Musician. White was born in Greenville on February 11, 1914. A sophisticated guitarist and singer, Broadway actor, and favorite of the New York City folk music and leftist political scenes of the 1940s, Josh White played a major role in introducing the African American blues tradition to white audiences and establishing the blues singer as an American cultural icon. While his repertoire spanned pop tunes, protest songs, and folk ballads, White remained rooted in the blues and spirituals he learned while growing up in Greenville. The son of a Baptist minister, White got his start as a “lead boy” for a succession of itinerant blues musicians and made his recording debut with the guitar evangelist Blind Joe Taggart in 1928. After graduating from high school in Greenville, he moved to New York City and became established in the early 1930s as a popular recording artist among African American audiences in both blues (as “Pinewood Tom”) and gospel. White’s early blues records relied on the double-entendre lyrics typical of the era as well as the elaborate finger-picked guitar style that characterized the East Coast school of blues. In the early 1940s White began branching out musically and reaching new audiences as an integral figure in the burgeoning New York folk scene. He debuted on Broadway with Paul Robeson, performed with the Almanac Singers (a group that included Pete Seeger and Woody Guthrie), and sang at the invitation of President Franklin Delano Roosevelt. In 1941 he recorded Chain Gang, a pioneering album that commented explicitly on civil rights. Although his career declined during the 1950s, White found new fans during the folk revival of the early 1960s. White died of a heart attack in Manhasset, New York, on September 5, 1969. He is buried in Cypress Hills Cemetery, Brooklyn, New York.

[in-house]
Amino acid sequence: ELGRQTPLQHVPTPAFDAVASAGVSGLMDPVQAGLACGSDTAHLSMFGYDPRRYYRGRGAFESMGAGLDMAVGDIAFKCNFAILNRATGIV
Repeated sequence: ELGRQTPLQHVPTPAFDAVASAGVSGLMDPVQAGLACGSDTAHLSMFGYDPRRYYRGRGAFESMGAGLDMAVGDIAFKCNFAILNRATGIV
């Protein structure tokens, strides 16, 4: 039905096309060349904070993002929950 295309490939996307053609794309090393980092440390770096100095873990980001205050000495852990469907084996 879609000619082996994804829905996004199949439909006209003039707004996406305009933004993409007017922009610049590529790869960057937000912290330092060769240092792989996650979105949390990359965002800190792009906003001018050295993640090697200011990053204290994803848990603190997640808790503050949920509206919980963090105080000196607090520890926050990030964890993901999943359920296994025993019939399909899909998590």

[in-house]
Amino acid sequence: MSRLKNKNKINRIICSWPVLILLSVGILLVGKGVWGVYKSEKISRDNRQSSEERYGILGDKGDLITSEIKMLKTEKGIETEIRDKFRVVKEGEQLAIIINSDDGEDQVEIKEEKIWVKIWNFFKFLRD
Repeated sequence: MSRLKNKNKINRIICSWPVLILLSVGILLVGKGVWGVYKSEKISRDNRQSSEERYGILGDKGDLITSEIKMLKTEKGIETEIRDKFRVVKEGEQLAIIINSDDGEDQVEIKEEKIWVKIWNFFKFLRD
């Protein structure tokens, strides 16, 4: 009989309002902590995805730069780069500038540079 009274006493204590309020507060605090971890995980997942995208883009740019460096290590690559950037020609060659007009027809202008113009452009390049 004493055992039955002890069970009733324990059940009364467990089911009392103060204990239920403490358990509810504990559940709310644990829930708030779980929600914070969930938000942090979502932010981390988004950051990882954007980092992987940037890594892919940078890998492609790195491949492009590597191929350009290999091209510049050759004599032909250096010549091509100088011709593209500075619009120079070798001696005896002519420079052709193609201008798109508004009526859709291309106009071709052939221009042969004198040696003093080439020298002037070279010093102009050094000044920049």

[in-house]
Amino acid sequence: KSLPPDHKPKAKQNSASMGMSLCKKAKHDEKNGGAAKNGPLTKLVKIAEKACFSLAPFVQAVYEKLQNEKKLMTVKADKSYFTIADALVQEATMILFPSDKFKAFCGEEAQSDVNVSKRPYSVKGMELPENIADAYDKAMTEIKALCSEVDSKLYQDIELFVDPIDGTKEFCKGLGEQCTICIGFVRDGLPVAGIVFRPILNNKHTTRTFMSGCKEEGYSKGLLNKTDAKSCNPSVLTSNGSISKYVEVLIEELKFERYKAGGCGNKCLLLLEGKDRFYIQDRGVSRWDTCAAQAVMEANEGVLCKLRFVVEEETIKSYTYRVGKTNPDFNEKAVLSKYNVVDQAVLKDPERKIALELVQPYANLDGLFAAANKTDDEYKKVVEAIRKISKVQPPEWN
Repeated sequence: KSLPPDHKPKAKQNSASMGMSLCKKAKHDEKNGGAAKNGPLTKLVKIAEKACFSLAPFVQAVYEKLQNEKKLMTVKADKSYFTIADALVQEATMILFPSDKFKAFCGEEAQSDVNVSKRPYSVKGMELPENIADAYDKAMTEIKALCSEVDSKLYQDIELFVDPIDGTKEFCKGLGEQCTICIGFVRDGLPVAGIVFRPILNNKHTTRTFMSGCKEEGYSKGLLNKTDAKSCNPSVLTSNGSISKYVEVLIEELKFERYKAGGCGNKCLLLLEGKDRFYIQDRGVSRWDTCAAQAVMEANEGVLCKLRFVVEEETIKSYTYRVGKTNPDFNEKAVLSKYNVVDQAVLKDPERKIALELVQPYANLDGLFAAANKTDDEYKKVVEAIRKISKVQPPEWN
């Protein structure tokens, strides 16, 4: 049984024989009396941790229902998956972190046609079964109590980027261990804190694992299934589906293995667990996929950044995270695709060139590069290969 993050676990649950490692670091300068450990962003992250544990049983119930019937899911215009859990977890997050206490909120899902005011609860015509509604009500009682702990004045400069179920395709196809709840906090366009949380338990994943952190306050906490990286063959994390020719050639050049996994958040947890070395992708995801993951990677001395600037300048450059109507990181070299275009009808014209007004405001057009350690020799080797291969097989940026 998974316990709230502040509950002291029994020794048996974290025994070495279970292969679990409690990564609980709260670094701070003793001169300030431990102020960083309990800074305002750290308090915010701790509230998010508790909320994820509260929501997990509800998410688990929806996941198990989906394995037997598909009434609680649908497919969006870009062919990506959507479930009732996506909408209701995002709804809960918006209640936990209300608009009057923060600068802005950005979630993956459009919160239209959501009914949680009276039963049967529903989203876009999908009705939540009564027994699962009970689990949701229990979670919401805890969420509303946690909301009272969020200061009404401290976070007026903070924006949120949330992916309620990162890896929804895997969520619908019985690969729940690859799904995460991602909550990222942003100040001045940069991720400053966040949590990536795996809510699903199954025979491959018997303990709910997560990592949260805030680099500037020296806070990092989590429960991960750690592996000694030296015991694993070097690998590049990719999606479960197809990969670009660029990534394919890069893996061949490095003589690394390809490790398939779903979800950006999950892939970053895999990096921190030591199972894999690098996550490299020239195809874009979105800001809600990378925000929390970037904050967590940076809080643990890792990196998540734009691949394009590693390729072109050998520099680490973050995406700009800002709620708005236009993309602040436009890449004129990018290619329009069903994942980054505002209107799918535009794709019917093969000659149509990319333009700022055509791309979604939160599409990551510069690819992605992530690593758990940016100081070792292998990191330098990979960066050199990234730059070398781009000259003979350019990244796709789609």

Wald, Elijah. Josh White: Society Blues. Amherst: University of Massachusetts Press, 2000.

Citation Information

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  • Article Title White, Joshua Daniel
  • Author David Nelson
  • Website Name South Carolina Encyclopedia
  • URL
  • Access Date June 1, 2020
  • Publisher University of South Carolina, Institute for Southern Studies
  • Original Published Date July 7, 2016
  • Date of Last Update July 2, 2019